(Kohli, Haidar Ali)
Trust the Indian cricket team to collapse ingloriously as they did in Southampton yesterday. Surrendering sheepishly from a winning position this time, when they were in the 140s for 3 wickets, repeating the pattern of loss in the 2nd Test at Edgbaston with the same scoreline — 2 down for about the same number of runs. What started the slide on both occasions (if I recall the details of the Edgbaston defeat properly) was the Captain — and the only fighter in the desi outfit, Virat Kohli, showing every intent and determination to reach the target, getting past the 50-run threshold and showing signs of settling in to shepherd a win, but failing. It began a slide that saw India stymied and out of the game then, and again at the Ageas Bowl, this time downed by an even bigger margin. No guts, no fortitude, no patience, no sense of fighting spirit whatsoever. Just some plain mindless thrashing about with the bat by the likes of Pandya and Pant. So, instead of being in a position to replicate the Don Bradman-led Aussie team of 1948 of coming up from 2-down to win the 5-match series, the Indian team folded as is their wont without so much as a whimper after Kohli’s inning. Something similar happened in the T-20 game I watched this summer in Cardiff where after Kohli came the deluge. So whatever the format India loses once the Captain is out.
Kohli, usually the only Man standing — among lily-livered team-mates, is the fissile core around which the Indian cricket team either sizzles or fizzles, mostly the latter on foreign soil where series wins against cricketing powers are rare. Why is this so? Kohli explained to an English cricket reporter that for the Indian players the problem is that “the limitations” of their ability are “in their heads”. The implication was clear: Get over this, over the feelings of inadequacy, and lo! and behold, life may become simpler, and being victorious becomes the norm, not the exception. Apparently, Virat has overcome his sense of his own limitations and become the master of the field whose very presence radiates outwards to envelope teammates and to sow apprehension in the adversary.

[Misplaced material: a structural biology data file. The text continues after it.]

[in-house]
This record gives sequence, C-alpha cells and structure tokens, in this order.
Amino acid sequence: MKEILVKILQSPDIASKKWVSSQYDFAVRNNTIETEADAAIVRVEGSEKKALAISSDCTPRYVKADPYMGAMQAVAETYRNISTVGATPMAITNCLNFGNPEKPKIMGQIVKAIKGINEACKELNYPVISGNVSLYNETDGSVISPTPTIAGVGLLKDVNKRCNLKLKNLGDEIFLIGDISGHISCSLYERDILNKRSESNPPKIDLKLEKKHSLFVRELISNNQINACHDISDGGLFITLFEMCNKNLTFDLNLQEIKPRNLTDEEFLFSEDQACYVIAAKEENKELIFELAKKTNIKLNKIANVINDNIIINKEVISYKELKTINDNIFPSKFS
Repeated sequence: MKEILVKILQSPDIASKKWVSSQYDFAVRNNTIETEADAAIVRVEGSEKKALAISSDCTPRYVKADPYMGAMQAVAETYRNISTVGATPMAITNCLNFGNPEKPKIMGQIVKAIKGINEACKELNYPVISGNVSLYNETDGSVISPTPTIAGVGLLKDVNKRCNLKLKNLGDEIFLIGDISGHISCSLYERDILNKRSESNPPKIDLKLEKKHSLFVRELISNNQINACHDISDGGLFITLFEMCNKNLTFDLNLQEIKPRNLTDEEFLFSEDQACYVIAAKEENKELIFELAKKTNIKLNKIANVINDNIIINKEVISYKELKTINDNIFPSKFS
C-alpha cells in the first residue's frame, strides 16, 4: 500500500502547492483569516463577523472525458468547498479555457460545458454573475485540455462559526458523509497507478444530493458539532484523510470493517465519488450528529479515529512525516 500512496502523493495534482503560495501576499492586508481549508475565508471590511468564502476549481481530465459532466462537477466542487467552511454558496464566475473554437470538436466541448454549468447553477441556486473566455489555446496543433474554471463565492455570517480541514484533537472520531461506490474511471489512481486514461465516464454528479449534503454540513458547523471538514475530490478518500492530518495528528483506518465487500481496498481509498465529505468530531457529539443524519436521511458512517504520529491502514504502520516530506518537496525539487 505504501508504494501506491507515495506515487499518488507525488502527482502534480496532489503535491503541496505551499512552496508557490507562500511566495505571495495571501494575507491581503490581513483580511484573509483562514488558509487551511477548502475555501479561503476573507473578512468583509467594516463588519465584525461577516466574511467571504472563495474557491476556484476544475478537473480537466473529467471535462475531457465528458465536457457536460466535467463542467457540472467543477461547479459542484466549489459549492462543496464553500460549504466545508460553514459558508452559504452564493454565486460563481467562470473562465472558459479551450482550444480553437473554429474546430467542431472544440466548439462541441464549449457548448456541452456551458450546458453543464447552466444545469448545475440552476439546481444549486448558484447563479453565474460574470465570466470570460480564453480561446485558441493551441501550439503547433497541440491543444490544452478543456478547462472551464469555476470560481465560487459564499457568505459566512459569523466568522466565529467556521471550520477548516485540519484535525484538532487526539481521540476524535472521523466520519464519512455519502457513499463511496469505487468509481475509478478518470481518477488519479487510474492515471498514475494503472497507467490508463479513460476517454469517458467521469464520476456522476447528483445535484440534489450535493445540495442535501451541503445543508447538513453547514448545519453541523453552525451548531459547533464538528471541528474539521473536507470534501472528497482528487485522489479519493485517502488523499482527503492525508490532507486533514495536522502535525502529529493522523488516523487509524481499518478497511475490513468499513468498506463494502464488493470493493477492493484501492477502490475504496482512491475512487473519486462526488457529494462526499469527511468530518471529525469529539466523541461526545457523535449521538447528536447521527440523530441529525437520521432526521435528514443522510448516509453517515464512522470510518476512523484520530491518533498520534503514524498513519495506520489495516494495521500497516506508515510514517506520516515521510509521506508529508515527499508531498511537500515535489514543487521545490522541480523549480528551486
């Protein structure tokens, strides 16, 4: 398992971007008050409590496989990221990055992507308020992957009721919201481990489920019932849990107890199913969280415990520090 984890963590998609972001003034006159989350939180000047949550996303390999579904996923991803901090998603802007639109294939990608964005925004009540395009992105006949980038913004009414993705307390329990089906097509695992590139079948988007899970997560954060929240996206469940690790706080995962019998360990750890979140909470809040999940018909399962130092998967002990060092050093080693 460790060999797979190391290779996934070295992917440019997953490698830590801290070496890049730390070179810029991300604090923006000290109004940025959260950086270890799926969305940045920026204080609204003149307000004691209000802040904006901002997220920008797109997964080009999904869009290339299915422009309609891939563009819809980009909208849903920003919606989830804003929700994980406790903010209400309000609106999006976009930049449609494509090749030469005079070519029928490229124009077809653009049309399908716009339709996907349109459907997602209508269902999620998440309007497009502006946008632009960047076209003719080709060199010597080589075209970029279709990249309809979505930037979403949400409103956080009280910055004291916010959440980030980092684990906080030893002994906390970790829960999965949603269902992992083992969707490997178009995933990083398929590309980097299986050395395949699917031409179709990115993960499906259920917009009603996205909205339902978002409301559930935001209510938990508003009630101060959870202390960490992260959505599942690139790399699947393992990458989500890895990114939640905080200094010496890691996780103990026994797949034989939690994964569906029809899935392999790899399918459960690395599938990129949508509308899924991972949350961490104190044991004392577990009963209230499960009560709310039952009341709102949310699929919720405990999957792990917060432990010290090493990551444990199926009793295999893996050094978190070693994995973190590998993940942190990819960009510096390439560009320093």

Doesn’t what Kohli say have resonance for the country, an all-time loser nation that the Polish sociologist Stanislaw Andreski tellingly described India as “the land of subjugations” — used to losing, and always prepared deferentially to make peace on the enemy’s terms? Ni victory of arms of native forces officered by the British doesn’t count, and neither does the 1971 War for Bangladesh — a sort of intra-mural win by a bigger more powerful part of the once British Indian Army over a smaller, weaker, part. That leaves the country’s cupboard bare of anything remotely resembling military success.